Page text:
Kim Sklow remembers her high school days in New Jersey when students got to take trips to Florida for sports camp and go on other out-of-state adventures. Now a teacher at the school, she notes that things have changed dramatically.
"Trips like those are taken much less regularly now," said Sklow, a history teacher and veteran chaperone at the Dwight-Englewood School, a private school in Englewood, N.J. "It's a liability issue."
Other schools do allow trips to faraway destinations, seeing them as a valuable learning experience. In this age of growing safety and liability concerns, however, many administrators stress the importance of closely monitoring students - and making sure they understand that school rules also apply away from home.
The case of an Alabama teen who vanished in Aruba while on a graduation trip with more than 100 classmates has drawn attention to the topic of student trips.
School officials expressed alarm at the disappearance of Natalee Holloway, an 18-year-old from of Mountain Brook, Ala. Seven chaperones had accompanied the students.
"We owe it to our students to pay attention to these situations elsewhere and examine our own process," said Diane Dupuis, a spokeswoman at the Interlochen Center for the Arts in Michigan, which includes a boarding school.
Jennifer Bialobok, a spokeswoman for Lyons Township High School in La Grange, Ill., said her school canceled overseas trips immediately after the Sept. 11 terrorist attacks. But those restrictions have since been loosened. She said it is most important that students know school rules are in effect on school trips, too.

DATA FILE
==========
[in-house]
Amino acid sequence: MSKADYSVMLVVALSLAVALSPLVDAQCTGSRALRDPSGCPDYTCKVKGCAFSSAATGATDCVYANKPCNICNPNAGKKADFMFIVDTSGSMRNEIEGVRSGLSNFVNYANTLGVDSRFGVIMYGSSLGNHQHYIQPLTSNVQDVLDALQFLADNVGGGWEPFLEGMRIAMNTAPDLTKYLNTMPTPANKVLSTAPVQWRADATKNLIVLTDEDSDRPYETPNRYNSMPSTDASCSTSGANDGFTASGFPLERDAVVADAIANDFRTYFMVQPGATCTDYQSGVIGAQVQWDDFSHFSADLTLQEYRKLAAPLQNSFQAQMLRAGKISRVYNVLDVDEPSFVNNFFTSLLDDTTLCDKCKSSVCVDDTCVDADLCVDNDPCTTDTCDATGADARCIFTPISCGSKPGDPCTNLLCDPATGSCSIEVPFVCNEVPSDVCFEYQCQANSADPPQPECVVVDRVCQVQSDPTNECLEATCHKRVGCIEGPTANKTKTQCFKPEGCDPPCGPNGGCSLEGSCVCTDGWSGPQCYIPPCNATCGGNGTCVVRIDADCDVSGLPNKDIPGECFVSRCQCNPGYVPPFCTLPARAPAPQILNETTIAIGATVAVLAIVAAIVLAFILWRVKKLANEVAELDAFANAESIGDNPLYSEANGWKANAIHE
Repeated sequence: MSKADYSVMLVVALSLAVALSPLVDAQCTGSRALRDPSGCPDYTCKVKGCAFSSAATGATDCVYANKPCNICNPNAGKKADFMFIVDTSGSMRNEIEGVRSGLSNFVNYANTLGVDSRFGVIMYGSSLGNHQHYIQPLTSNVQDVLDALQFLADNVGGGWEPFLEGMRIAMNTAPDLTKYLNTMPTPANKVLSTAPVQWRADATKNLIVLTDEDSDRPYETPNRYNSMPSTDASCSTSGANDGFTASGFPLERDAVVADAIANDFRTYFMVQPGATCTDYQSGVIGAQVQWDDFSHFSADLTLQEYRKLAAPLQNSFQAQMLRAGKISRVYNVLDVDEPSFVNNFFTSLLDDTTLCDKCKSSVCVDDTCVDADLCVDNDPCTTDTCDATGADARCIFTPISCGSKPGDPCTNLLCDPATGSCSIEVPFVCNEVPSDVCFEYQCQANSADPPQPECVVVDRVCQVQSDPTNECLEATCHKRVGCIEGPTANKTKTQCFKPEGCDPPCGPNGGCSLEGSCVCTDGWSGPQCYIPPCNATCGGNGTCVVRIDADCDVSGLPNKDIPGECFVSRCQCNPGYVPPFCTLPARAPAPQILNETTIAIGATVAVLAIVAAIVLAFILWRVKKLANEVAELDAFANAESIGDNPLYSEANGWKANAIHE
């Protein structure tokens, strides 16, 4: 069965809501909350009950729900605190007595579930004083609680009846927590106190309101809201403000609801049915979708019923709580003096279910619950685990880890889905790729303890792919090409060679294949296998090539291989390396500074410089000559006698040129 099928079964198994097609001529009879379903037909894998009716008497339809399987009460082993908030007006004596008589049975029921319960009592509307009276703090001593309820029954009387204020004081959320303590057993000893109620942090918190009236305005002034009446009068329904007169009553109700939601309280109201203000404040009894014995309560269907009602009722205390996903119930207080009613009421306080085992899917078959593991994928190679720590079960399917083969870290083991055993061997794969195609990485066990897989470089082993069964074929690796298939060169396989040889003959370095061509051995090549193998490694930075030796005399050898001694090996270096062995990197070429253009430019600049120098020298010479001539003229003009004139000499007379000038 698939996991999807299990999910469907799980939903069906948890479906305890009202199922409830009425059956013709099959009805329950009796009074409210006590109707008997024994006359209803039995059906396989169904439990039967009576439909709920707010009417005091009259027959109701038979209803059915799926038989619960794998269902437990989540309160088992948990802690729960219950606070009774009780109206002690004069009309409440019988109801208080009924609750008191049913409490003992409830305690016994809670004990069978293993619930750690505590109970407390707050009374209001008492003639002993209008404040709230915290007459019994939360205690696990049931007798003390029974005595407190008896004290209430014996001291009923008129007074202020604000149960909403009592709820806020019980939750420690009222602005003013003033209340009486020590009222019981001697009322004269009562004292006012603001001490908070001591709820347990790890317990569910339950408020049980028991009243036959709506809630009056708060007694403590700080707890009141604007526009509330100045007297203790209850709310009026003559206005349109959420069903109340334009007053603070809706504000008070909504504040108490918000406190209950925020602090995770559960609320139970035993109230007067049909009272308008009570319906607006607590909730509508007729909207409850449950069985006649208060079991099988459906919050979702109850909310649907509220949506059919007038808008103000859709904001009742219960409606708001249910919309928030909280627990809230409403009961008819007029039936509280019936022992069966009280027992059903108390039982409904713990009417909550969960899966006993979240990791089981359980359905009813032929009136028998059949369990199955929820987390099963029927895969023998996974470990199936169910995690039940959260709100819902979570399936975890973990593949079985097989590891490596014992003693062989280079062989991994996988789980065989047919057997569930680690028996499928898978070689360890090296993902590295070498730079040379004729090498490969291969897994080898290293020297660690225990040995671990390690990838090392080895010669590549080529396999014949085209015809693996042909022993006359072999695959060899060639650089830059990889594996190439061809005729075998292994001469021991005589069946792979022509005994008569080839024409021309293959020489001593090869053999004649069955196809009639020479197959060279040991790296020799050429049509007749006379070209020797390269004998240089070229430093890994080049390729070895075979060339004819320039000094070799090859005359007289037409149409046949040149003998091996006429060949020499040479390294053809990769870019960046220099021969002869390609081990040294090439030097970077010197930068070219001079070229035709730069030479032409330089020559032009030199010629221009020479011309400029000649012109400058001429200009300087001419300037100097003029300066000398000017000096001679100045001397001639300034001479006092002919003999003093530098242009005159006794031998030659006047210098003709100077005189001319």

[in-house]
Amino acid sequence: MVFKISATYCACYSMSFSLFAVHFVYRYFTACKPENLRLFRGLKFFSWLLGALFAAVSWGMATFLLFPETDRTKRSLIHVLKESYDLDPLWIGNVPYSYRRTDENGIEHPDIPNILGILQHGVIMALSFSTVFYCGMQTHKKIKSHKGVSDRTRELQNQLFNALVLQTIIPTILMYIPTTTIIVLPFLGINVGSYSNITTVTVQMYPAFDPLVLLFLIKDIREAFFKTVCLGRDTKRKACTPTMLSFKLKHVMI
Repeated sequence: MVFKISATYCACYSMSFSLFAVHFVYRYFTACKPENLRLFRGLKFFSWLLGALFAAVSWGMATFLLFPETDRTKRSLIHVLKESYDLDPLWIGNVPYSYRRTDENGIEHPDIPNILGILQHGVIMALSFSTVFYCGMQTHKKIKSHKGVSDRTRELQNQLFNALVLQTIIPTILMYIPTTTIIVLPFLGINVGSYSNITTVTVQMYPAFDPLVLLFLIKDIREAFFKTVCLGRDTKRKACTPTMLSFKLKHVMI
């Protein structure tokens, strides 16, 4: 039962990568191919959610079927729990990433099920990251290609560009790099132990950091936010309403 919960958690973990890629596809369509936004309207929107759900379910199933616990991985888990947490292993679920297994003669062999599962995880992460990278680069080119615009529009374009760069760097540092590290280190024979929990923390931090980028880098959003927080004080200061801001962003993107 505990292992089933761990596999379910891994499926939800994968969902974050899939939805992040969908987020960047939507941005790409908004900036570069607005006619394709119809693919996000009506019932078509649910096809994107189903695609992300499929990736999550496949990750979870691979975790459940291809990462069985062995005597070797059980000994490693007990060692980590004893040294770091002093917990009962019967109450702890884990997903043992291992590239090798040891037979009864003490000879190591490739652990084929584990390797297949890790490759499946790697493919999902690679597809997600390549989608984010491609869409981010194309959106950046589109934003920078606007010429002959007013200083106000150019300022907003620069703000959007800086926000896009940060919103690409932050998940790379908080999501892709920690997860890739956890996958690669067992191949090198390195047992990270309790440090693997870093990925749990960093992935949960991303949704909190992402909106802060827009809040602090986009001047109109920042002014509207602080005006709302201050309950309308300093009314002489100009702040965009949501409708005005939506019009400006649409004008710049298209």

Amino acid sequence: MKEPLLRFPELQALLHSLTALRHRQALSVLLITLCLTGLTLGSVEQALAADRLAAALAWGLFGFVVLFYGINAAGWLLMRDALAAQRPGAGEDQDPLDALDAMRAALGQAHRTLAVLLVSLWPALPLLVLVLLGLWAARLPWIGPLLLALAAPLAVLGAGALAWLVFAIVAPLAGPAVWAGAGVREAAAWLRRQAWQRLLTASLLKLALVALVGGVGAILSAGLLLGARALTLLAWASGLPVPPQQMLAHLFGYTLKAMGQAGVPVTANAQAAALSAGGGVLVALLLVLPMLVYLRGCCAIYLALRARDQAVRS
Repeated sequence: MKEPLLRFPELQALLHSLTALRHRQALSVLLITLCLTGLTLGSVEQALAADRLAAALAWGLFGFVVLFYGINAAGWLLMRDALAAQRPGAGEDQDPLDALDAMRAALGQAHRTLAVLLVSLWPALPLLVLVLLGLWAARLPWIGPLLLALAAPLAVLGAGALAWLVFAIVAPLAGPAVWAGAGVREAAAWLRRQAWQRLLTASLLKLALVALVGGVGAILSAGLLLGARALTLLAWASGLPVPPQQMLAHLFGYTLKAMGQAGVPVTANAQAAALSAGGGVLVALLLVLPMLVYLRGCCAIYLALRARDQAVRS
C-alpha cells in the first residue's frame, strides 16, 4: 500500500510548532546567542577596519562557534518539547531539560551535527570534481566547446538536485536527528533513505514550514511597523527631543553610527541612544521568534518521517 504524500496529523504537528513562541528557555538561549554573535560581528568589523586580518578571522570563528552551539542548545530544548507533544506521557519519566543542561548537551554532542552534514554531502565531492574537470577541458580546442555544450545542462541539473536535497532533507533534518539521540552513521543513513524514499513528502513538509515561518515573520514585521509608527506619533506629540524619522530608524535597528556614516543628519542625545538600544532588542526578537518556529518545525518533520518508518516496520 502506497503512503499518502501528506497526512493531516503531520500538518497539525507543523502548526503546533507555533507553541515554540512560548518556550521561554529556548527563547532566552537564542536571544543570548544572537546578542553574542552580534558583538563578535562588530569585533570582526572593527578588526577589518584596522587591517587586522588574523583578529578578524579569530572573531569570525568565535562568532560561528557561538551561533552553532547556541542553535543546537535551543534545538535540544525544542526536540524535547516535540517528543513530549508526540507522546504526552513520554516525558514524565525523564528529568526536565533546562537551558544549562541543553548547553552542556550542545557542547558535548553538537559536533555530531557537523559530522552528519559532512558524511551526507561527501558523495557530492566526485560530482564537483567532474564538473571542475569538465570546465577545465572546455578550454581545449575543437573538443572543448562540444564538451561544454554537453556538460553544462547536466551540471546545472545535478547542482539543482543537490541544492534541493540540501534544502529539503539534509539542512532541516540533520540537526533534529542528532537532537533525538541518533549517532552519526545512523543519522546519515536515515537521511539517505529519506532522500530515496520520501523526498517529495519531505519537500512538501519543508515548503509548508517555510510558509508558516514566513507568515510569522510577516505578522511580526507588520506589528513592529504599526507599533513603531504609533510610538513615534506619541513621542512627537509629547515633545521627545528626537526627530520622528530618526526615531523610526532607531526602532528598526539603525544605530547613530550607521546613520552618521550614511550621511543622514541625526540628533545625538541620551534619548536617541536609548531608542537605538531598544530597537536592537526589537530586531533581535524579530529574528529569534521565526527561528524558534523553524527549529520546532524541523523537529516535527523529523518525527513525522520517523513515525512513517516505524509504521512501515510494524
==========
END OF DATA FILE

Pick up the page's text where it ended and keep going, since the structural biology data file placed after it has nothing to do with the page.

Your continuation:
"When kids are in France, it's not as though a kid can have a glass of wine," she said.
There is one school rule that some students are allowed to bend on trips, however. While many students are not allowed to have cell phones on during school hours, they often are encouraged to carry them during trips in case of emergency.
That was the case with Mollie Petersen, a 17-year-old who just finished her junior year at the Asheville School in Asheville, N.C., when she and classmates took a two-night trip to Charleston, S.C., last school year.
She said there were about eight chaperones to oversee 60 students, but the teenagers were given permission to go off by themselves, within certain limits. Though she thought Holloway's disappearance was unfortunate, she said it did not make her worried about future school trips.
"I feel safe with my group and feel I use good judgment," she said. "Our chaperones take good care of us."
Margo McDonough said the Aruba case does not make her more worried about her 15-year-old son's plan to travel to Germany this summer with the People to People global exchange program.
"I guess I am viewing that as a very unfortunate, isolated incident," McDonough, who lives in Landenberg, Pa., said of Holloway's disappearance. "On the other hand, something like a bombing or other act of terrorism in the countries (my son's) visiting certainly would make me anxious."